Ofcom Threaten BT’s Premier League Buying Power with Policing of Broadband Margins

By iSportconnect | June 20, 2014

The ability for BT to spend large money during the next Premier League broadcast rights auction is under threat after regulator Ofcom proposed restrictions on their broadband profits.

With the launch of BT Sport, sports rights such as the Premier League have become a big part of BT’s way of winning further broadband customers.

For the first time, Premier League football was made free last year, when BT offered BT Sport for free to their broadband customers.

However, now Ofcom, the government-approved regulatory and competition authority, has proposed tighter controls over the wholesale prices for “piggy-backing” on its broadband network.

In a report in The Guardian, telecoms expert James Barford at Enders Analysis said: “This is a watershed. It discourages BT from spending a lot more money in any future auction, including the Premier League.

“From Sky’s perspective this is excellent news. TalkTalk is very pleased because it gives some comfort that BT will stay honest.”

Policing margins

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Ofcom have warned they will police the margin between the wholesale price of BT fibre optic and the retail prices they are charging the customer.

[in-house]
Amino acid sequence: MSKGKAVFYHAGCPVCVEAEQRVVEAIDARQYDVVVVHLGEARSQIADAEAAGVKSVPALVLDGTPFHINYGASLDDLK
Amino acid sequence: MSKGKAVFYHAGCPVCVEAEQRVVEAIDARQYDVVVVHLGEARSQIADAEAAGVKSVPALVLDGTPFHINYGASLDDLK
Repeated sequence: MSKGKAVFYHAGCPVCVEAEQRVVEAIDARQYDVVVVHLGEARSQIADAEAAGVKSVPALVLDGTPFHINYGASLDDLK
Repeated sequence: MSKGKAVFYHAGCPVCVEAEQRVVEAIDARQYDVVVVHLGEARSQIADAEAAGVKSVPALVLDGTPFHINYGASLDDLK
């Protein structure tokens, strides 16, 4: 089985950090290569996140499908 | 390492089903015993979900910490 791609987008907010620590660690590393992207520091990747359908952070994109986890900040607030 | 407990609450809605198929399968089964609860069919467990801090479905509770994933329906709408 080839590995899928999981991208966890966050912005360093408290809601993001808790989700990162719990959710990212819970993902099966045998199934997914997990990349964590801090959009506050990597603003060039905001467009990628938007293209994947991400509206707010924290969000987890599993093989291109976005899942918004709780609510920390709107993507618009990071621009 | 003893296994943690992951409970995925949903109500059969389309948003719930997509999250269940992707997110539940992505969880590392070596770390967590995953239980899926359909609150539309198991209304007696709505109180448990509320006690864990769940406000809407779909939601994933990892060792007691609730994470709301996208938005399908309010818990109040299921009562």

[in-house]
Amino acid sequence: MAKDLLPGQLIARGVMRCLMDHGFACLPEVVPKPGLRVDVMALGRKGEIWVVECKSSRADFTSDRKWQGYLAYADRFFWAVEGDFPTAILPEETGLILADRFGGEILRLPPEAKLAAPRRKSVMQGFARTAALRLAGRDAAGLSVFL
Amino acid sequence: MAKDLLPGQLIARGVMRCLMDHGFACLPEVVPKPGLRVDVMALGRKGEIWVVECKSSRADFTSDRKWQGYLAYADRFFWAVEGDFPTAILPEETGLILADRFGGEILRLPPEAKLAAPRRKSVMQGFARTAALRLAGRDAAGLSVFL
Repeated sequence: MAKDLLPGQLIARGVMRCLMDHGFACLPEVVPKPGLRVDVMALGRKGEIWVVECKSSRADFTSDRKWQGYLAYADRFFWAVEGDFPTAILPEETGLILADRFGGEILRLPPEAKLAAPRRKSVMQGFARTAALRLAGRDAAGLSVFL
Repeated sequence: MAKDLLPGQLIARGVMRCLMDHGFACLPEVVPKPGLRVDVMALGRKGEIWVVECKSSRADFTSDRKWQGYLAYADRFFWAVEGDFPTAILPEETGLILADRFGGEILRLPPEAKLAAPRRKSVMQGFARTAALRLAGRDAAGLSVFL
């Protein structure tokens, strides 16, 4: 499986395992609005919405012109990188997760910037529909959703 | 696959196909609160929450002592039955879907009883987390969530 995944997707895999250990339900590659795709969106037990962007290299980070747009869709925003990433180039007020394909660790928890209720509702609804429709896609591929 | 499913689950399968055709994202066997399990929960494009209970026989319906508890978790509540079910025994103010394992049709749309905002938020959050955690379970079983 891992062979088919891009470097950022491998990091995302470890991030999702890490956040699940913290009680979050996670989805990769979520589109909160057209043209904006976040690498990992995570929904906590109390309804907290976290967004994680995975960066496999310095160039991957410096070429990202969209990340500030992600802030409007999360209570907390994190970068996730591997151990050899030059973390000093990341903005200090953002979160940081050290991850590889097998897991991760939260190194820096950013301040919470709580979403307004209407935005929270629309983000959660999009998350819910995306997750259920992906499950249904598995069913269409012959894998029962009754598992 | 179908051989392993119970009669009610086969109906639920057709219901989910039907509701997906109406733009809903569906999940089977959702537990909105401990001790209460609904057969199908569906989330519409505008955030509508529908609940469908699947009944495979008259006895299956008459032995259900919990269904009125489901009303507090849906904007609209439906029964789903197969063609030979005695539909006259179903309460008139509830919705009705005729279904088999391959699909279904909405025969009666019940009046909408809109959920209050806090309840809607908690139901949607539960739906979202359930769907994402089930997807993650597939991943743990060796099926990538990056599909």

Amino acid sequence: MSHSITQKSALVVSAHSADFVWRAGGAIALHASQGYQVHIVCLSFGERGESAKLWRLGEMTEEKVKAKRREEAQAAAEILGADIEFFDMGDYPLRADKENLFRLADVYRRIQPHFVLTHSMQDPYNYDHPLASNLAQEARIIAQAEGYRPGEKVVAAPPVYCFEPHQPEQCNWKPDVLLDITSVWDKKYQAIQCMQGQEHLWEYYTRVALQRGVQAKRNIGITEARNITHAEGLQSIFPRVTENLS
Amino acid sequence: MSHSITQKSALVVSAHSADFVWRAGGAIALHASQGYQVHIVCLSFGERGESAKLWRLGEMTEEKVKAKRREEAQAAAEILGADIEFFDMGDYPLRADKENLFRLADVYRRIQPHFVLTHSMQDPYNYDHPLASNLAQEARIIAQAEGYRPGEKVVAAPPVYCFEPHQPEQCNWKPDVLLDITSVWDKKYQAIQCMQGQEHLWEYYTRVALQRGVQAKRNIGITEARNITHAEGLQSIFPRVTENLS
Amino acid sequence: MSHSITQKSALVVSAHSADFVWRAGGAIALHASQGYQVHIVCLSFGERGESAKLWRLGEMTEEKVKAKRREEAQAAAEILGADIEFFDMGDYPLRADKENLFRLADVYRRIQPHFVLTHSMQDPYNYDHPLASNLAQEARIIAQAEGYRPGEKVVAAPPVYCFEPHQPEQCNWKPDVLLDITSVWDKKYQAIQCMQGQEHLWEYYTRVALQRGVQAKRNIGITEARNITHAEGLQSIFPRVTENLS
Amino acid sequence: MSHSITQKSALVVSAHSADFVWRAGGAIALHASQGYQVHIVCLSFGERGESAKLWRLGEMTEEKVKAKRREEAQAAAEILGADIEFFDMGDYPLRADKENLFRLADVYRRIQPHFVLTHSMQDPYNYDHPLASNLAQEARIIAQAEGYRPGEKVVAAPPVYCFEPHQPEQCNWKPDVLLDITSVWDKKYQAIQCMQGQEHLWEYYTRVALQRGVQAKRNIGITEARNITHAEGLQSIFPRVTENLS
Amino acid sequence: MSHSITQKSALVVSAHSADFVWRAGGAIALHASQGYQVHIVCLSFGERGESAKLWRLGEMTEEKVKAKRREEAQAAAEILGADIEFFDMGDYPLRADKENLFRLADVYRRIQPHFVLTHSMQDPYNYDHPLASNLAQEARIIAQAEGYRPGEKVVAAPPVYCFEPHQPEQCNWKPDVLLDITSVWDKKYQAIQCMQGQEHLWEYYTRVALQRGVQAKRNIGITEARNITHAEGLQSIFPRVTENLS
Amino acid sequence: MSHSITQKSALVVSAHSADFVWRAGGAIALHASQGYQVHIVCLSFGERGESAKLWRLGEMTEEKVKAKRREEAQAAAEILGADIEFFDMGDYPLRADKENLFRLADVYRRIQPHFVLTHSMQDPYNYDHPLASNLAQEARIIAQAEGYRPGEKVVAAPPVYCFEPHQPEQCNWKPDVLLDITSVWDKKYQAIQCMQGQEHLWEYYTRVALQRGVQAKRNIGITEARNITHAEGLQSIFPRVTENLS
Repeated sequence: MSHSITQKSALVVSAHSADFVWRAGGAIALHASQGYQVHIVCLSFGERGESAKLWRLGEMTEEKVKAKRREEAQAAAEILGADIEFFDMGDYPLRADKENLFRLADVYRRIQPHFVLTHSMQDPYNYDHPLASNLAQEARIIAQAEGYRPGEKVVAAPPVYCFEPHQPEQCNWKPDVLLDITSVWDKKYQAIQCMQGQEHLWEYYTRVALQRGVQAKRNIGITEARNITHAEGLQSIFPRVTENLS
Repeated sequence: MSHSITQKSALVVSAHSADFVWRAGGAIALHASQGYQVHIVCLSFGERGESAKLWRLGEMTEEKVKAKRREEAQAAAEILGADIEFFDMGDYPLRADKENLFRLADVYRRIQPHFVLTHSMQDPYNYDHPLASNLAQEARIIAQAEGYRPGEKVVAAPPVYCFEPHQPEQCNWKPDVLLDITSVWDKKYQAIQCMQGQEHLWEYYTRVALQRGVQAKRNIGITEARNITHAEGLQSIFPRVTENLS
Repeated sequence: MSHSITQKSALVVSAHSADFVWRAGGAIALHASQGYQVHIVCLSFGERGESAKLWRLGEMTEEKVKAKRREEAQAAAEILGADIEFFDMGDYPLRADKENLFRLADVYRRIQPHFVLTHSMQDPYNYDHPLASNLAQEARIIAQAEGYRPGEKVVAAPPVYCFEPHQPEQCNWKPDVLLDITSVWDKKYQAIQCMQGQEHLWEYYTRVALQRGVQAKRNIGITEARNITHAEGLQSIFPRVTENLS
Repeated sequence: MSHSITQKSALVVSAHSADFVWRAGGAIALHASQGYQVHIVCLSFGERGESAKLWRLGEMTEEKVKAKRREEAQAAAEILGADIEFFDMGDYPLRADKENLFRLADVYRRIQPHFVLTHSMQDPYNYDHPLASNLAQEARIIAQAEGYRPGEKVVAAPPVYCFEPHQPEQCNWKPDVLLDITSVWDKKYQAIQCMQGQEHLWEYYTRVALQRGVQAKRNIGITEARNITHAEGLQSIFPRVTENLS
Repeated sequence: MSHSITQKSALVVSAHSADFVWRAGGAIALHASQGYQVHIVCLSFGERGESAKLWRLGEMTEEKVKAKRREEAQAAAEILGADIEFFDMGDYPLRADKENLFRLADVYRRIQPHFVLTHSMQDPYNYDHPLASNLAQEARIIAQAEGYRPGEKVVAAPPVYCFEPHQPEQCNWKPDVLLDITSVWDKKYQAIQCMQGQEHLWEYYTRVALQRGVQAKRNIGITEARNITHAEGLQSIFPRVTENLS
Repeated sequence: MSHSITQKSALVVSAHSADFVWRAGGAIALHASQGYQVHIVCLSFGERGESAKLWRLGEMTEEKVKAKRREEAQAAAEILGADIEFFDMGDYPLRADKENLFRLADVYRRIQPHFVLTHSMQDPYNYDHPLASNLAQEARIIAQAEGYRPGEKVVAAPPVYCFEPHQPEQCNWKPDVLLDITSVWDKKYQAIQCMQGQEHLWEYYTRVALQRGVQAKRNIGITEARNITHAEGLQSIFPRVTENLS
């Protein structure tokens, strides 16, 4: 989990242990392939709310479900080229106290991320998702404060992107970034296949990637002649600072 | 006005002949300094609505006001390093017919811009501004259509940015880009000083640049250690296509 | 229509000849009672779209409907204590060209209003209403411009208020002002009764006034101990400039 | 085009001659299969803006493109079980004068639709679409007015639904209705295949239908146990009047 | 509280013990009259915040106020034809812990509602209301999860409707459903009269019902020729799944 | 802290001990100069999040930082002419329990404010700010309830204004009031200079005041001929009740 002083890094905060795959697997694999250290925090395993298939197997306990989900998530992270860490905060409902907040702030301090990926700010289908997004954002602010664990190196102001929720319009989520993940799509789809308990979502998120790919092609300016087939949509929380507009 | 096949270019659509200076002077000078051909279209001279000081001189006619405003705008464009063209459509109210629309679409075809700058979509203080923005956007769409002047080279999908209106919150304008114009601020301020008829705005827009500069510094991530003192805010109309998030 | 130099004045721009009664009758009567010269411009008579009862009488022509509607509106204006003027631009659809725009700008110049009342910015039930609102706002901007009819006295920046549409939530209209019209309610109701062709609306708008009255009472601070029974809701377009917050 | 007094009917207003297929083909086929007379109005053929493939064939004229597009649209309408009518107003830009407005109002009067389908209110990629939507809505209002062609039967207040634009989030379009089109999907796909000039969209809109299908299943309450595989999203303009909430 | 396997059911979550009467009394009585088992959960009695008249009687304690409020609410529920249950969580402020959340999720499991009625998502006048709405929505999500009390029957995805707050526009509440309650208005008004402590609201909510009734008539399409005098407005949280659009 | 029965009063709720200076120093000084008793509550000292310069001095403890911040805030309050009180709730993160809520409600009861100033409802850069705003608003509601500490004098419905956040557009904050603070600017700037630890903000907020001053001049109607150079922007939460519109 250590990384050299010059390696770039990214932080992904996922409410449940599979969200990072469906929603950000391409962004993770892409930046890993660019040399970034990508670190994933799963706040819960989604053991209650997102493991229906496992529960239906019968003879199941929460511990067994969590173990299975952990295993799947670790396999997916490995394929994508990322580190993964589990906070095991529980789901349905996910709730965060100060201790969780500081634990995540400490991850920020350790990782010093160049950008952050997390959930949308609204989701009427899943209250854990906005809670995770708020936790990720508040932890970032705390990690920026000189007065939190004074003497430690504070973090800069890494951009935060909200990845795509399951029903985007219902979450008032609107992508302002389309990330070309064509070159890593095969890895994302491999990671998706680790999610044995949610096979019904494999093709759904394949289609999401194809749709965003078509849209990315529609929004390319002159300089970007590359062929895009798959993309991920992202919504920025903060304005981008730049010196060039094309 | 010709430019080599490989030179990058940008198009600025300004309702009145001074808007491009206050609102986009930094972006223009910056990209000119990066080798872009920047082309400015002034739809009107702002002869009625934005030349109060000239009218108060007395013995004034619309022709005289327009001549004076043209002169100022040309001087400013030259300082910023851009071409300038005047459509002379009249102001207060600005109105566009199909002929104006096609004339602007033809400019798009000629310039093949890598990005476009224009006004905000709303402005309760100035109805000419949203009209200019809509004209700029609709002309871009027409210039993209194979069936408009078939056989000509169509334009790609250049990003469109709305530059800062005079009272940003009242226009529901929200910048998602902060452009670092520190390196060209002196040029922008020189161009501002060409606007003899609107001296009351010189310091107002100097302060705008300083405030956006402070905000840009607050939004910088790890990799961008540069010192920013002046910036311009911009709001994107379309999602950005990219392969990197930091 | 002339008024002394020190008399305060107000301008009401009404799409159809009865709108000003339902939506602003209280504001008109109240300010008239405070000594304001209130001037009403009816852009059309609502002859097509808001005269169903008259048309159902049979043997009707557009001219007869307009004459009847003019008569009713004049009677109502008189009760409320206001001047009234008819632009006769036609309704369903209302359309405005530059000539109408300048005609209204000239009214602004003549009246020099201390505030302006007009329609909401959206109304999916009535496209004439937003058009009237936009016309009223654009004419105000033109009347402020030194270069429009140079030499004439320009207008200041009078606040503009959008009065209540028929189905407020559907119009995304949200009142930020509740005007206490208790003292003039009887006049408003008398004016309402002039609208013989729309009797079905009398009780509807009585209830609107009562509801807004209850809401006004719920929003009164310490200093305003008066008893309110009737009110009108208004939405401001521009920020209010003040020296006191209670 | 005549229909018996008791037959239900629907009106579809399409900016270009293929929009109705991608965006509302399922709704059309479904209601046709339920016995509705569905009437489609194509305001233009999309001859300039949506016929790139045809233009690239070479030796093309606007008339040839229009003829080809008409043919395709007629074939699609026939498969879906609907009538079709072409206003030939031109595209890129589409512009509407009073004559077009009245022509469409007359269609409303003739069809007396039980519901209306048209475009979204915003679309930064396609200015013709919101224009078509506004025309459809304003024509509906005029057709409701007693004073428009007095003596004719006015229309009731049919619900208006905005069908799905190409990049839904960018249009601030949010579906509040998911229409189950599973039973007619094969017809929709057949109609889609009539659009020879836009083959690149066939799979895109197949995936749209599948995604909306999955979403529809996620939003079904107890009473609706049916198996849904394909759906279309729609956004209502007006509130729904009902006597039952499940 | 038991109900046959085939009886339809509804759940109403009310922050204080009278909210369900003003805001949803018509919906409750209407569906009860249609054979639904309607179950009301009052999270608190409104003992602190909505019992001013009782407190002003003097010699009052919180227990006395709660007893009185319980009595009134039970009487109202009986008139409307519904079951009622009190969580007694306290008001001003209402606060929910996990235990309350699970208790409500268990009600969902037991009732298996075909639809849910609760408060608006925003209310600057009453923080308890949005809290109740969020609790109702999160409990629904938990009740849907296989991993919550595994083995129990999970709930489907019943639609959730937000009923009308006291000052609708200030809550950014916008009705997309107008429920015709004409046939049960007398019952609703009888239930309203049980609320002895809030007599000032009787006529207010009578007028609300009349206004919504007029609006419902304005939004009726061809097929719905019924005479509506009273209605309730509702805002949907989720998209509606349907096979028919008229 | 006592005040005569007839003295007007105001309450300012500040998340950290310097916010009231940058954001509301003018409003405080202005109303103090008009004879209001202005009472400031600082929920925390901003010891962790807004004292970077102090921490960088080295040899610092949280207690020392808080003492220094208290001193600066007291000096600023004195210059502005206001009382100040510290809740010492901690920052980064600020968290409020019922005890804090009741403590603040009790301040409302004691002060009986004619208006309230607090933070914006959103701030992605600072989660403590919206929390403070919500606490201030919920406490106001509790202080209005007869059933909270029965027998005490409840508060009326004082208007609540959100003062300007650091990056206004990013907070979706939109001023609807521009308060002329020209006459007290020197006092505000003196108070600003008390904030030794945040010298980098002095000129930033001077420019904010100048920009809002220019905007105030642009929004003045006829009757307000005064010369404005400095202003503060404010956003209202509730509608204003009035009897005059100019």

This will stop BT undercutting their rivals such as TalkTalk and BSkyB, who rely on BT’s connection network to sell their own broadband services.

In the Daily Telegraph, a BT spokesman commented: “There is strong competition in the UK broadband market and we are confident our pricing will pass any regulatory test that may be put in place.”

A TalkTalk spokesman added: “We’re really pleased that Ofcom proposes to start regulating fibre more effectively. We have long maintained that the time has come for fibre to be more robustly regulated, starting with a margin squeeze test.

“What matters most is ensuring a level playing field and competition for fibre in the future.”

A BSkyB spokesman agreed and commented: “Ofcom’s new rules are a significant step towards ensuring more effective competition in superfast broadband.

“We want the market to be as competitive as standard broadband so that customers can enjoy better choice and value.”

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